• 24. Re: To scope or not to scope (domain.xml)
                          Emanuel Muckenhuber Master

                          One thing which would be interesting to look at is how much configuration can actually be shared between a DataGrid and JEE server-group.

                           

                          I mean if it's just the domain name, then it's rather a grouping feature which is most probably easier to do on a aggregation level (JON) than in the domain model itself. Where you would also be able to share a domain across multiple groups.

                          Also based on this we could also see if multi-tier should be done in one domain, where you cannot really share a server-group between different domains. Or if a hierarchical domain would be a better approach trying to solve this common configuration.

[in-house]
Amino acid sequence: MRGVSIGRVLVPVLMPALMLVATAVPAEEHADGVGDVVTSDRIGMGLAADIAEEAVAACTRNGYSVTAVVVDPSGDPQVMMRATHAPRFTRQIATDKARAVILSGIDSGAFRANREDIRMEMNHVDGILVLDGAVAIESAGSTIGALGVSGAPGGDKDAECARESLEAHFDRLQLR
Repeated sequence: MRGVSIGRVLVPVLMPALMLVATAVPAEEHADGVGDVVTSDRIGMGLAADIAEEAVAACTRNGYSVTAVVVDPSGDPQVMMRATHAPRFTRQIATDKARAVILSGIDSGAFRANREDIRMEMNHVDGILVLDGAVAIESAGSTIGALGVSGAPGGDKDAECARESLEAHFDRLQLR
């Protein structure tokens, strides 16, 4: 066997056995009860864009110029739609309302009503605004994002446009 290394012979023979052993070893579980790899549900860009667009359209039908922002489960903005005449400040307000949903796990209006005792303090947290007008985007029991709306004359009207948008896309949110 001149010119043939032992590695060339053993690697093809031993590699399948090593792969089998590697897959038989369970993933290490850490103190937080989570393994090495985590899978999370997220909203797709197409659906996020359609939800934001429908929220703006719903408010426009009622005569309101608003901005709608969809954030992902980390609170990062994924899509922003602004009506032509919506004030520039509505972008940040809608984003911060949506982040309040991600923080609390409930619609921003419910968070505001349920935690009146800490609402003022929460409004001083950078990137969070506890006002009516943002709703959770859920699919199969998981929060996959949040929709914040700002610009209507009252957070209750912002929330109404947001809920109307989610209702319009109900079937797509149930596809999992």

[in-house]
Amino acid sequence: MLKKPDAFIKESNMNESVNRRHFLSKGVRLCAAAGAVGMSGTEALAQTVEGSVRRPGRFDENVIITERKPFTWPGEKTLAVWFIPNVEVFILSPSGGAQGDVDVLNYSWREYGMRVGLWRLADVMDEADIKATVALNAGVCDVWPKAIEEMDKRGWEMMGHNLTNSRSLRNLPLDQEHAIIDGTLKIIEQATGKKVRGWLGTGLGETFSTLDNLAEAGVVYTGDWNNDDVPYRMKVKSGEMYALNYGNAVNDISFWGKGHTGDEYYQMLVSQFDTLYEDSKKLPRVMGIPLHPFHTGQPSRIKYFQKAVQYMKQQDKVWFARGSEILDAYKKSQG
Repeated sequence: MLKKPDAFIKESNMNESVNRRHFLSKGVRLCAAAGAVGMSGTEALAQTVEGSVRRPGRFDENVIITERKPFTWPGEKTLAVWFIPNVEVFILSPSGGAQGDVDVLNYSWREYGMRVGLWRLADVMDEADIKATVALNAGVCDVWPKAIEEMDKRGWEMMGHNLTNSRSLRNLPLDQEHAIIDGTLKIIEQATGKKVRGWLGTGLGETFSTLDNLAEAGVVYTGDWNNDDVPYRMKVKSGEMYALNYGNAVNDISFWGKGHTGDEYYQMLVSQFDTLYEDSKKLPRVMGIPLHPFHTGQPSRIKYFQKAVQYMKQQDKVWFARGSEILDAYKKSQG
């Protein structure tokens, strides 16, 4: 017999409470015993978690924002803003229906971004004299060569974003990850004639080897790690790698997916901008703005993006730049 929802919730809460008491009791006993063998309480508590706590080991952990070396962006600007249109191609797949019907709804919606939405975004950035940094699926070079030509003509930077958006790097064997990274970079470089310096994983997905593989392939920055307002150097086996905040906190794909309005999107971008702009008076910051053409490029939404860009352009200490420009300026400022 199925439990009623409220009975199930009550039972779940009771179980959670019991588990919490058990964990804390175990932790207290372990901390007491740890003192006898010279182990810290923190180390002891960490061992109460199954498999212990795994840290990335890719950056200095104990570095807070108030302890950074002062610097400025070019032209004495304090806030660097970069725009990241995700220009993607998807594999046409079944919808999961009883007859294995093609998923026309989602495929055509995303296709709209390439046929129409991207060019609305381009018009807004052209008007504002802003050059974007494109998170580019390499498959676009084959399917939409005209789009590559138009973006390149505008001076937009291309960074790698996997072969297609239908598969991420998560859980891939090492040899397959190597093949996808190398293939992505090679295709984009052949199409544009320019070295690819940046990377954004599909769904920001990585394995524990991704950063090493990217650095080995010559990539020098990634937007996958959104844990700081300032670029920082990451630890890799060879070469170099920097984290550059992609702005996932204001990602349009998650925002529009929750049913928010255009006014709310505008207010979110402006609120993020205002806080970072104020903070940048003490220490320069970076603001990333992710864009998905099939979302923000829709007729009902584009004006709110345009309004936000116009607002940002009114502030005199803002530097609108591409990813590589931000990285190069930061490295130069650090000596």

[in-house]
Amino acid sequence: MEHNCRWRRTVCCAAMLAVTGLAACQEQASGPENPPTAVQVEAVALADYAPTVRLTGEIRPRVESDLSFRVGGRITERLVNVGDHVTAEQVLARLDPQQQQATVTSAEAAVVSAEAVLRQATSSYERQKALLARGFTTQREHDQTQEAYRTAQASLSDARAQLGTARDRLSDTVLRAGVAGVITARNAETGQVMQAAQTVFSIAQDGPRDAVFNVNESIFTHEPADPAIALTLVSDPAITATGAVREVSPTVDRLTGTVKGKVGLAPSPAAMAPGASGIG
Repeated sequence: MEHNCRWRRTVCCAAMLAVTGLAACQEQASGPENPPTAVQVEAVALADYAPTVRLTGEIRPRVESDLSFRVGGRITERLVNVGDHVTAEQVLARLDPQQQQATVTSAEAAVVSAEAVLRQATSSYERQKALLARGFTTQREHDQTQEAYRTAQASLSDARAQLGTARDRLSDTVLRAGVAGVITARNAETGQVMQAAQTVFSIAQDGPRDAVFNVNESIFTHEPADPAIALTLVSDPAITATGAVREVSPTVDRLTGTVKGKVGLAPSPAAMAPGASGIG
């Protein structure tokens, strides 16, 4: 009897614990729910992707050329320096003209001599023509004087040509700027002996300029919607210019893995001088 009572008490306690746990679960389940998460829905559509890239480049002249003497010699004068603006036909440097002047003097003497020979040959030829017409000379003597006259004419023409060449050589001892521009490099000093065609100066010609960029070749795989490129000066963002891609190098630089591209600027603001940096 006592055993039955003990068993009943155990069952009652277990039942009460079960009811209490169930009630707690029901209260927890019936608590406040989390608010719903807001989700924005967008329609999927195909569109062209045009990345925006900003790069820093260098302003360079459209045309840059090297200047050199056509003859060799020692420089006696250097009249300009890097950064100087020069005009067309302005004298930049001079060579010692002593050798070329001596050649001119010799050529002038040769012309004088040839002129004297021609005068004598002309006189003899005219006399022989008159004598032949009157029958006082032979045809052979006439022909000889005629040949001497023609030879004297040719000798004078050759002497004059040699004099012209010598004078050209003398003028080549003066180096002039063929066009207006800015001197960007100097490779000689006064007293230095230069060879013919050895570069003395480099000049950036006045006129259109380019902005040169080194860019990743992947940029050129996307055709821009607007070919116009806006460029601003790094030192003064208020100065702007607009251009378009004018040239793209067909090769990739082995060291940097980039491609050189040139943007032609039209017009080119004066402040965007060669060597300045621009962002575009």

• 25. Re: To scope or not to scope (domain.xml)
                            Brian Stansberry Master

                            Emanuel Muckenhuber wrote:

                             

                            One thing which would be interesting to look at is how much configuration can actually be shared between a DataGrid and JEE server-group.

                             

                            Probably not a lot; just the info (e.g. URLs or some info needed for discovery) needed for the JEE servers to contact the data grid. For that particular example, it is just aggregation.

                             

                            I like your way of thinking about this for when we discuss in Westford. We need a use case for why heterogeneous servers need to be in the same domain as opposed to in an aggregate view.

                            • 26. Re: To scope or not to scope (domain.xml)
                              Emanuel Muckenhuber Master

                              Brian Stansberry wrote: